We are starting our first history course to attempt to bridge the gap in our education.
The course will briefly cover readings from early historical periods through to the present. This includes: early periods and 8th century, 9th-16th centuries, 16th-19th centuries, 19th-20th centuries, 1910s-40s, the Republic of China, the East Turkistan Republics, 1950s-80s, 1990s-2000s, and the current decade.
These classes are designed to run as a series of seminars. There will be no regular lecturer in the class; it will be led by moderators. This class requires active attendance (asking questions and speaking in the sections) from each student during and after the class. Students must read the required texts every week to have an active discussion section. We invite the participants to engage critically with the readings. Each student will be required to write a short reflection every week regarding the readings - general thoughts, questions, concerns, or issues are all acceptable.
10 weeks from June 18th, 2022
3-5 hours per week
English (with optional Uyghur readings and guests)
Zoom, Online only
Free (donations appreciated)
"Before taking the course, I didn't expect it to be so exciting in many aspects. Every week we had a session, in which we discussed assigned readings, had student presentations, and sometimes, had a guest speaker. The discussions were fruitful and made things clearer, as I learned a lot from other person's thoughts. Student presentations helped me to summarize the readings, and from time to time, highlighted points I was missing. In addition, we had an excellent opportunity to have top Uyghur historians in our meetings, where students could ask questions and get answers directly from the readings' authors.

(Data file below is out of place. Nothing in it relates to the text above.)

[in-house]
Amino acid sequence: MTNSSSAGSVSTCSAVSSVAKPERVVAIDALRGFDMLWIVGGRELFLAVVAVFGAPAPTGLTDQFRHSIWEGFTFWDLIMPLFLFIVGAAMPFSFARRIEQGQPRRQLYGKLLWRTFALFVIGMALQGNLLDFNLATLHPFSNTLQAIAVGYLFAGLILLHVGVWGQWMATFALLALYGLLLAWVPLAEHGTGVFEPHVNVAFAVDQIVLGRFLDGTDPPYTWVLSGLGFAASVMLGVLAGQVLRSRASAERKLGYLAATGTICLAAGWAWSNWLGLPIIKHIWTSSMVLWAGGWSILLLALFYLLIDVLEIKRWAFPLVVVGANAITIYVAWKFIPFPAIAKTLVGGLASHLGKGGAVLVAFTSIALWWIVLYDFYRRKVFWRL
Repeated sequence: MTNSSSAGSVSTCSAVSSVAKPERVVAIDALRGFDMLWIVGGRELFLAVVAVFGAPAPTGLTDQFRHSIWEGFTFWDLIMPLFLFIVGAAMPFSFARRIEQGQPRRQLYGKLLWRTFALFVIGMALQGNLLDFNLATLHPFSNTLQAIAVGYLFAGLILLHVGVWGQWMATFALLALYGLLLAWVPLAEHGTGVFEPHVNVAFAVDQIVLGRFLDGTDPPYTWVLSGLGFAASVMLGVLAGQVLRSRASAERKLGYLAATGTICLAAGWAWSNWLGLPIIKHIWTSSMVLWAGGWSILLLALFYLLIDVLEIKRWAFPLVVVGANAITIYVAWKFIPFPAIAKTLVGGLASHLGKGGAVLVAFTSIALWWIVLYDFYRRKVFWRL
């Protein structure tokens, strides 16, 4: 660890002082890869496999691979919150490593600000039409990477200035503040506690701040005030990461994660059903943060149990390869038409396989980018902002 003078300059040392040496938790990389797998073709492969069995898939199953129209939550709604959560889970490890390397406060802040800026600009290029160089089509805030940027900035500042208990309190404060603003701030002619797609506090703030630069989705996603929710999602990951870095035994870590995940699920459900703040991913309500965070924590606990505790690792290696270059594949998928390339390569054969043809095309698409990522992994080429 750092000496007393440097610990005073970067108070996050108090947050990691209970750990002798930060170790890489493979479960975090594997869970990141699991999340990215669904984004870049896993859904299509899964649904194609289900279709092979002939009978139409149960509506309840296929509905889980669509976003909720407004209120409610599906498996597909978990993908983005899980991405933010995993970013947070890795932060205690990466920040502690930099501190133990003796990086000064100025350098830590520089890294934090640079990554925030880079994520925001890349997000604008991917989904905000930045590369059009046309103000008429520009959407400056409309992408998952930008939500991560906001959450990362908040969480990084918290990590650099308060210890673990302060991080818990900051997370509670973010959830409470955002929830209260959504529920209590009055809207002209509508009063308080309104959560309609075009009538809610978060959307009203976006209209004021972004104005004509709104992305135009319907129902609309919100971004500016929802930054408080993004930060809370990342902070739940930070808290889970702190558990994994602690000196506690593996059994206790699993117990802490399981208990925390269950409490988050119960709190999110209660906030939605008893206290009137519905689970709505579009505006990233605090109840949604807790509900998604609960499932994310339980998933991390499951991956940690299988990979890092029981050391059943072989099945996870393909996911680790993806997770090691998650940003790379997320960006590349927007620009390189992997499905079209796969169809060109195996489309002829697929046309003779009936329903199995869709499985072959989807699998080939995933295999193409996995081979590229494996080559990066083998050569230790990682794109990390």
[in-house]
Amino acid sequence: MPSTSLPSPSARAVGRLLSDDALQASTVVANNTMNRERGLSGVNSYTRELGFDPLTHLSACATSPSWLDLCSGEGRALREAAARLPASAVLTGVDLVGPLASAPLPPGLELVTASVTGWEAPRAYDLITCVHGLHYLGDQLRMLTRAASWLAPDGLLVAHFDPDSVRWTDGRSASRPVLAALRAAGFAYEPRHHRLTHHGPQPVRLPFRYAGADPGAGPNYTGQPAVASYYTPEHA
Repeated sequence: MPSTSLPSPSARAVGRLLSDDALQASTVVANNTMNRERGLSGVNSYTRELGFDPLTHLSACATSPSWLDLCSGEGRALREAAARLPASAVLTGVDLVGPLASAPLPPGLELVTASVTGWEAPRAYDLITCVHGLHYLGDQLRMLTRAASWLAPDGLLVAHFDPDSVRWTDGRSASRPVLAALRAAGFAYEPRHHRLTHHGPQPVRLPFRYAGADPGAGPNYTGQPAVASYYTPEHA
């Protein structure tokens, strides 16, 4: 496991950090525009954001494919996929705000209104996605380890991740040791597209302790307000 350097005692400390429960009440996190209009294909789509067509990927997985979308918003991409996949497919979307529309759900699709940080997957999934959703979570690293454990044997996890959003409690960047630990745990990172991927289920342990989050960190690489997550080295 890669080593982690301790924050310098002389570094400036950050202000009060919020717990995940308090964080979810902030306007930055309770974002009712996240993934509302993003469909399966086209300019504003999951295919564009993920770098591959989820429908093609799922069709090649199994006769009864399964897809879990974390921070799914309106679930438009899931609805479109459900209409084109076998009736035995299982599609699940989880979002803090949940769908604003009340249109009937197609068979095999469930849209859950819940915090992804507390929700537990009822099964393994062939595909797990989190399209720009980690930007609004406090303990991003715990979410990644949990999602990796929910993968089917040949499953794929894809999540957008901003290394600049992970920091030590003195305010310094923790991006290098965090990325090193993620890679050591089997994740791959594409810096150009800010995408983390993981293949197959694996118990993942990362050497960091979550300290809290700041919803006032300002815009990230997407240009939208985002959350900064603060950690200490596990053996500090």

Apart from learning about Uyghur history from the early middle ages to the present time, I met a lot of like-minded people, who created a friendly atmosphere and made the learning process easy.
I would recommend this course to everyone interested in Uyghur history, even if you are not familiar with it at all. I also would like to thank Esedullah, Munawwar, Berna, and all students for this opportunity to study Uyghur history."